Tue, 2012-04-24 18:31

Topics: 
Mocha is a feature-rich JavaScript test framework running on Node and the browser, making asynchronous testing simple and fun. Mocha tests run serially, allowing for flexible and accurate reporting, while mapping uncaught exceptions to the correct test cases. --- http://visionmedia.github.com/mocha/
Okay, the modern fashion is for the developer to write unit tests alongside their code.  In the Node community there has been several unit testing frameworks developed with different approaches in mind.  While at Yahoo I was using YUITest because, well, YUI is Yahoo's thing and we thought it would be best to use Yahoo's thing.  While it worked fairly well on Node, it had a major issue in that it did little to help us with testing asynchronous code.  I haven't looked at too many of the other unit test frameworks, but recently came across Mocha and it looks pretty nice, and has a nice solution for testing asynchronous code.
Installs with npm:  $ npm install -g mocha

An example of a test case is:

describe('Array', function(){
describe('#indexOf()', function(){
it('should return -1 when the value is not present', function(){
[1,2,3].indexOf(5).should.equal(-1);
[1,2,3].indexOf(0).should.equal(-1);
})
})
})

Or

describe('Context', function(){
beforeEach(function(){
this.calls = ['before'];
})

describe('nested', function(){
beforeEach(function(){
this.calls.push('before two');
})

it('should work', function(){
this.calls.should.eql(['before', 'before two']);
this.calls.push('test');
})

after(function(){
this.calls.should.eql(['before', 'before two', 'test']);
this.calls.push('after two');
})
})

after(function(){
this.calls.should.eql(['before', 'before two', 'test', 'after two']);
})
})

What we see is the "describe" function is a container for test cases, the "it" function is a test case which is read as "it should _____".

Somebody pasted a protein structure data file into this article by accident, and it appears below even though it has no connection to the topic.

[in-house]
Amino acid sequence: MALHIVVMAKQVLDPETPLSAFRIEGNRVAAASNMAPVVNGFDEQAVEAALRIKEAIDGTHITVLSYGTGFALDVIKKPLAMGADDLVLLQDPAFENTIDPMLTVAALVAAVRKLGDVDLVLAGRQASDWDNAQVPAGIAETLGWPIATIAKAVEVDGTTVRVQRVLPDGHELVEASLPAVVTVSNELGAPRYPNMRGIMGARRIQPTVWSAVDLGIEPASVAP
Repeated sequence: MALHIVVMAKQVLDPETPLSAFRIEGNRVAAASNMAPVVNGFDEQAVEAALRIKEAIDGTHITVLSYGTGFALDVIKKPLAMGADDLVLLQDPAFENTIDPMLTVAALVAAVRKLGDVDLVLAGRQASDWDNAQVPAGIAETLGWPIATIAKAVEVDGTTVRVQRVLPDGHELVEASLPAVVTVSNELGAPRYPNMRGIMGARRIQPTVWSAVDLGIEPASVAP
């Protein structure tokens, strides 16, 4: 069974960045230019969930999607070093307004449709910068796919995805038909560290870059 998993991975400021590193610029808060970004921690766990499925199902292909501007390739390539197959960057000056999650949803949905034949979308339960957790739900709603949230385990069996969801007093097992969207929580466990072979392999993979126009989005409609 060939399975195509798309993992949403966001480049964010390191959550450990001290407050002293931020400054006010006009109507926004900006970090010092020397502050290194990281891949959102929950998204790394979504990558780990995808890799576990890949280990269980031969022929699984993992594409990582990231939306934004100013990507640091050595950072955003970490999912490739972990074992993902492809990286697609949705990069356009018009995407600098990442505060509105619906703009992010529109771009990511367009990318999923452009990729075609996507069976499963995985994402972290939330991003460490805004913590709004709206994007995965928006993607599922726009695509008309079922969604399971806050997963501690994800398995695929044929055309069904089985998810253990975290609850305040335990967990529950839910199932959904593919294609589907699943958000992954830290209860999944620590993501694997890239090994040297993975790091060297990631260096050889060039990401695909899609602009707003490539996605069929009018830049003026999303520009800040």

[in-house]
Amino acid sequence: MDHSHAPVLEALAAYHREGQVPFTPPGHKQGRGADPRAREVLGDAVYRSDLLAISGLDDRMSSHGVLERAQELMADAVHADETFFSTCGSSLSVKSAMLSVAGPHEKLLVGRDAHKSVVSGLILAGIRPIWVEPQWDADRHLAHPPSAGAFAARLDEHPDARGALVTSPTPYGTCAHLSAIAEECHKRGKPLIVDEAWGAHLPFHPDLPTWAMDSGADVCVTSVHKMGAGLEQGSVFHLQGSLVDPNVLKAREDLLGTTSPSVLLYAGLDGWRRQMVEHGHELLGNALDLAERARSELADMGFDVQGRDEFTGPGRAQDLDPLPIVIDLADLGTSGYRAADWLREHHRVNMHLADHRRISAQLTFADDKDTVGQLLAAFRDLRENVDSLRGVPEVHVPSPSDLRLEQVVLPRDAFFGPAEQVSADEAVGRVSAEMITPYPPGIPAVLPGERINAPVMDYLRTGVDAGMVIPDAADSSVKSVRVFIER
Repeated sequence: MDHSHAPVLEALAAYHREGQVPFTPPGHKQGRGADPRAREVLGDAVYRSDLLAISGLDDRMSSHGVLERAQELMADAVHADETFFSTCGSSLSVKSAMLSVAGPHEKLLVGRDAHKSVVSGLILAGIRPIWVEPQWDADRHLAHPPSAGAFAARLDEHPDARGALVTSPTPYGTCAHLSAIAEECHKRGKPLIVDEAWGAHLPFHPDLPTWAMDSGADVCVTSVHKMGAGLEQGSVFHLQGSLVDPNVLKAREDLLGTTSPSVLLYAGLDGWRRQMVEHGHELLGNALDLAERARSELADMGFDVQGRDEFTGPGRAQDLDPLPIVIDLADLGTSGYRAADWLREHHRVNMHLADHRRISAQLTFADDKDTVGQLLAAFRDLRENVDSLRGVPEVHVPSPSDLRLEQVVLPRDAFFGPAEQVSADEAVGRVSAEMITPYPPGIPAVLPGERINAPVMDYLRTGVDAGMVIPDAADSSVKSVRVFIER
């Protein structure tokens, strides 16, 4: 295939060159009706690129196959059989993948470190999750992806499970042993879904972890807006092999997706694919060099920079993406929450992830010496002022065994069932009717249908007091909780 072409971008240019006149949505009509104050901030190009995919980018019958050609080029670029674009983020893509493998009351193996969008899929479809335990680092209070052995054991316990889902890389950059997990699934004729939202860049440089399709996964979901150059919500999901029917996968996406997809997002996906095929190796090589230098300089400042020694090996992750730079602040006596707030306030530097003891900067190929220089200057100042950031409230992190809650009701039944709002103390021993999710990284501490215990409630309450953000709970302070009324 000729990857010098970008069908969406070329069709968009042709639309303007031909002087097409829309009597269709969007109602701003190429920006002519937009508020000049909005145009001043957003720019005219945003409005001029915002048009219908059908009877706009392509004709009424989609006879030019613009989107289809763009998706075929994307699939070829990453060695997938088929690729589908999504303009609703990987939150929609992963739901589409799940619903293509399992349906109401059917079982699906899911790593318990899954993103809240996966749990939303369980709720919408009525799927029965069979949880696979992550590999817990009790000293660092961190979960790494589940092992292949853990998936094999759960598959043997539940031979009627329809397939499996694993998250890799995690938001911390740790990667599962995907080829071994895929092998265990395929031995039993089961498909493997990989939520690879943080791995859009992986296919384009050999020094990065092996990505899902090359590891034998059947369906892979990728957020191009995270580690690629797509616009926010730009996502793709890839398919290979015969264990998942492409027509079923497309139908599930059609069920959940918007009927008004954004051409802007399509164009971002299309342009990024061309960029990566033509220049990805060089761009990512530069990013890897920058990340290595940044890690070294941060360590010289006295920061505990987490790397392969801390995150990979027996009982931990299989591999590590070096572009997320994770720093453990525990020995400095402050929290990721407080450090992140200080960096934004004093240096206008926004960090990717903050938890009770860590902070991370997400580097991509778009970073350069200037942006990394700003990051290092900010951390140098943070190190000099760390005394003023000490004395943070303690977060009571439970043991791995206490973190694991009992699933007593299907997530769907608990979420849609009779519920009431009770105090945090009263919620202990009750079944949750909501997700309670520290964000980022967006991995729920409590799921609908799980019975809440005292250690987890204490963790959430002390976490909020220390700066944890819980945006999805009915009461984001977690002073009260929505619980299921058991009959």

There are some extra functions, before(), after(), beforeEach(), and afterEach(), which are called at various stages in the test suite execution.  The functions before and after would be called at the beginning and end of executing a describe block, while beforeEach and afterEach are called before and after each test case.

The examples so far are using the BDD style of writing tests.  Mocha also supports other styles, see the website for more details.

Now, what about asynchronous code?

describe('User', function(){
describe('#save()', function(){
it('should save without error', function(done){
var user = new User('Luna');
user.save(function(err){
if (err) throw err;
done();
});
})
})
})

Basically, the test case either throws an exception, or calls done().  If the test function doesn't take a function argument, as in the earlier examples, then Mocha doesn't treat it as an asynchronous test.  However if the test function does take a function argument, then the test is not finished until either an exception is thrown or the done() function is called.

This makes it relatively easy to encapsulate asynchronous code within a test case.

However there is an issue with this example.  See it?  What if the callback inside the test case is never called?  Neither an exception will be thrown, nor will the done() function be called, hence Mocha will hang at that test case.

There are two ways to fix this:

  1. Use the --timeout option so that if a test case does not finish within the timeout period, the test case will fail
  2. Call this.timeout(500) inside the test function if a given test needs a different timeout from the global timeout
Mocha also includes a long list of output formats, named reporters, that govern the output printed on the console.  The reporters vary from extremely terse (a line of dot's) to very verbose, with color coded output, etc.  While nice for the developer, pretty output on the terminal isn't so good for gathering long-term test results data to look at test failure trends etc.   It supports the TAP format, JSON, etc.  It doesn't seem to support JUnit format output for some reason, but TAP and JSON should be enough for reporting.
An interesting reporter is the doc reporter that provides a nice annotated HTML page of the test collections, and the "should" phrases.